This law would enable the police to enter your home without a warrant and take your children for giving them herbs.

  30. that really is too bad. My uncle and Dad had dairy farms , and I remember all the cleaning they did, and how careful they were to keep their cows healthy. THey sold their milk to a local dairy to be pasteurized, etc, but used the raw milk for themselves. Seems silly to make a law that keeps people from having raw milk.

  31. I’m lucky, I guess. I live in the USA, in a state where you CAN get raw milk, but they don’t make it easy. You can buy raw milk only straight from the farm it is milked on, and you must bring your own sterilized container, and the farmer can’t advertise his raw milk. So you have to resort to asking every person you meet, or going on craigslist.org and begging for raw milk resources. And a lot of times, it’s too far away to get to the nearest source. Cowsharing seems to be allowed. I do envy California, I think they can buy raw milk in stores.

    I do have a source now, but it’s a guy who also sells milk to a large dairy. So his cows are Holsteins, a commercial breed, instead of the better Jerseys (more butterfat in their milk). He says he doesn’t give hormones, and only gives antibiotics when their sick, and doesn’t sell that milk. But he does give them his own corn that he sprays once a year, and his standards of cleanliness in his dairy aren’t what I wish they were (but probably infinitely better than many dairies).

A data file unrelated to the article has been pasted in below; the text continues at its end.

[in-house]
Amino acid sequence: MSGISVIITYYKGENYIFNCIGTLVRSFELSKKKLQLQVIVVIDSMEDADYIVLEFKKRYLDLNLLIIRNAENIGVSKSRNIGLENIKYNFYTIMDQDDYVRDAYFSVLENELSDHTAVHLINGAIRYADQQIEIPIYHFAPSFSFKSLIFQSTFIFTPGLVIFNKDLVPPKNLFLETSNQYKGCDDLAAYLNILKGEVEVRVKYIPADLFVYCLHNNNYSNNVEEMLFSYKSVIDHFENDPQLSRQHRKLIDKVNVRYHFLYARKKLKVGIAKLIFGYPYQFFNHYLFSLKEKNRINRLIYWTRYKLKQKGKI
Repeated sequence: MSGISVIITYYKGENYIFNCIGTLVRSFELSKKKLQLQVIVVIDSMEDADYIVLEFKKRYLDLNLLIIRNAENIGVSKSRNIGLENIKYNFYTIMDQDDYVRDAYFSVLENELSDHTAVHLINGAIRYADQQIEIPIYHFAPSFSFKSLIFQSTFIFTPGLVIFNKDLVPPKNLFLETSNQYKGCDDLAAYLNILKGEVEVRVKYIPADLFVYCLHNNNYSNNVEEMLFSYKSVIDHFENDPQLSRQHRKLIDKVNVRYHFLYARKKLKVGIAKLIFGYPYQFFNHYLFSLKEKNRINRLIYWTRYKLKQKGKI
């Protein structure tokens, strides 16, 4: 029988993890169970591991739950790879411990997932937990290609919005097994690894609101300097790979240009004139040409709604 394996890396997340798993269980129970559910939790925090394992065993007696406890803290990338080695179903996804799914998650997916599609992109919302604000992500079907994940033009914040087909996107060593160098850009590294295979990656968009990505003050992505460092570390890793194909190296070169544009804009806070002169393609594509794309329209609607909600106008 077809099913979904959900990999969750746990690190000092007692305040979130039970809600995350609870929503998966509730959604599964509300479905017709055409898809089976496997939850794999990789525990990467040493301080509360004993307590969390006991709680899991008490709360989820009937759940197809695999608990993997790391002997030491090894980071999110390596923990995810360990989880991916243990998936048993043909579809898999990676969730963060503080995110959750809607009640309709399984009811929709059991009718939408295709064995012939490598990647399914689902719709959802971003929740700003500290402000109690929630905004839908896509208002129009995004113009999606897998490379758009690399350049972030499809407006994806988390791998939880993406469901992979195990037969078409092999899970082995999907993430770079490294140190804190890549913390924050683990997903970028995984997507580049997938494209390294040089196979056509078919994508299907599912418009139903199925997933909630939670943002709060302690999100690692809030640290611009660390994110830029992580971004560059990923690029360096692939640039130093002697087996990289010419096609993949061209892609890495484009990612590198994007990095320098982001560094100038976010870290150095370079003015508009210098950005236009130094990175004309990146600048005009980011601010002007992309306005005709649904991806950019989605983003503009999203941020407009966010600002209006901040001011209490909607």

I got spoiled once, having access to a lady with a few Jerseys that she raised organically, in a very clean environment. But we moved, so I’m still looking for a better source than the guy we use now.

    And yes, I think raw milk legislation is ridiculous. Especially when it outlaws cowsharing. If you can pay to board your own horse, why can’t you pay to board your cow? That’s all cowsharing is. You’d think they’d have something better to do…like go after the cattle farmers who feed their cattle stuff like urea and chewing gum, and other stuff that actually COULD make us sick!!

    There’s my rant. 😉

  32. By the way, there’s a website, http://www.realmilk.org, where you can look up the laws for your state, and sometimes find a person near you that has raw milk. You can also contact the local chapter leader for your area to get more resources. I thought they had Canadian laws and resources too, but I may be wrong.

    It’s not illegal for the whole country (USA) to sell raw milk. Each state makes its own laws, so check yours out, you might be surprised.